There is only one returning starter on the line, Craig Roh, and he spent last season on the opposite side at the weakside defensive end position. Now flipped to the strongside, Roh will be dealing with more double teams and direct run support instead of being primarily a pass rusher. The interior will consist of little used but certainly capable backups Will Campbell and Jibreel Black. Campbell is looking to finally deliver on even a modicum of the hype he rode into town on, while Black is just hoping to hold up as an undersized three-tech. The WDE spot is now Brennen Beyer alone, at least until some word comes down on Frank Clark's legal status.
Yet, the back seven returns completely intact and looks to build on a very good 2011 season. There is more depth at linebacker -- albeit young depth -- and a lot of experience in the secondary.
With the defensive line experiencing a lot of turnover as well as getting noticeably smaller on the whole, Michigan's run defense could see a regression. However, the one main thing the defensive line adds is athleticism, which could allow for more penetration and more pressure on the quarterback.
For the run defense to stay at the level it was last year -- or improve on that -- the linebackers will need to take a big step forward in run support as they will not only take on more blockers, but they will need to diagnose plays quicker.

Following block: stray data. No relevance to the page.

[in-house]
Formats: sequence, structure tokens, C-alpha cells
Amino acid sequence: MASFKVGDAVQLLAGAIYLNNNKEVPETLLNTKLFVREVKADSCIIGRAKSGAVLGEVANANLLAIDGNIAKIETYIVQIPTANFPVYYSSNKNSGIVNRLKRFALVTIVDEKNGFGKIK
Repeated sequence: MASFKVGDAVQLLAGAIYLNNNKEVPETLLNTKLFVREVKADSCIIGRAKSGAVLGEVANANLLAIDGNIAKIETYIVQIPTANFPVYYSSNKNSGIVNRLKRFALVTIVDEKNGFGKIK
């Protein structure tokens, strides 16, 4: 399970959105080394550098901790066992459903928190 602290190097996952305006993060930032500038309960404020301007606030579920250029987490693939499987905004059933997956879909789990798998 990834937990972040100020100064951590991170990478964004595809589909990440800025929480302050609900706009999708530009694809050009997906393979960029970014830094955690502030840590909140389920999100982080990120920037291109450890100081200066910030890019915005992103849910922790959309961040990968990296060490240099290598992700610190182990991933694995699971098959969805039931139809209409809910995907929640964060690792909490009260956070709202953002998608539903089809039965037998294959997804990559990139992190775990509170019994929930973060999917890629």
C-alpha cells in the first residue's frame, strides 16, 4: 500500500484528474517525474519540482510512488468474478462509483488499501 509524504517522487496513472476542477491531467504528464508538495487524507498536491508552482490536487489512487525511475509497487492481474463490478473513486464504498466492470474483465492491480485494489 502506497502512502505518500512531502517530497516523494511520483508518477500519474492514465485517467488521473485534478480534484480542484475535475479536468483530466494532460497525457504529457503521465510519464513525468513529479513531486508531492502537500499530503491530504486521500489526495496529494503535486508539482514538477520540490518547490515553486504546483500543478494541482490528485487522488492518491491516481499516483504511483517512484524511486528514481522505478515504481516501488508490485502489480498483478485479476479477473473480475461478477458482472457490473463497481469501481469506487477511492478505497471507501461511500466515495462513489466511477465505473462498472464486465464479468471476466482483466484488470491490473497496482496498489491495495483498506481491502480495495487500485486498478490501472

All of this leads into the biggest positive of Greg Mattison's short term as defensive coordinator: game by game improvement.
That Michigan was able to improve as dramatically during year one of Mattison's time as coordinator speaks not only to the soundness of his schemes, but to the ability he has to identify mistakes and correct them in real time. One longstanding problem with the Rich Rodriguez era defenses was the fact that glaring mistakes often went unaddressed, which in turn made them even more glaring as the fans who paid the closest attention to these things were repeatedly bashed over the head with example after example of players losing contain or failing to execute a correct zone drop.
These problems aren't exclusive to just those Rodriguez defenses. They cropped up at times last year as well. The major difference was that once a problem was identified (and it was usually identified quickly) it was addressed and corrected. There was game by game improvement on a level that Michigan fans almost couldn't believe was possible.
You can talk about superior scheme and fundamentals until you are blue in the face, but in the end the real beauty of Greg Mattison's defensive revival in 2011 was that he got all the players to buy in to his system, he put them in the right positions to make plays, and then he gave them the knowledge to excel and grow together as a defense.
The high amount of turnover on the defensive line will no doubt lead to some sticky situations and mistakes. However, Greg Mattison and his staff have shown a remarkable ability to address problems and spur improvement. With everyone in the second year of the defense, look for a richer variety of blitzes and schemes, and the same quick diagnosis and remedy to the mistakes that this still young defense will inevitably make.
Michigan is still a ways away from being a top-10 level defense, but with Greg Mattison running the show there is little doubt that the defense will be prepared and capable on a game to game basis. In 2012 that should be enough.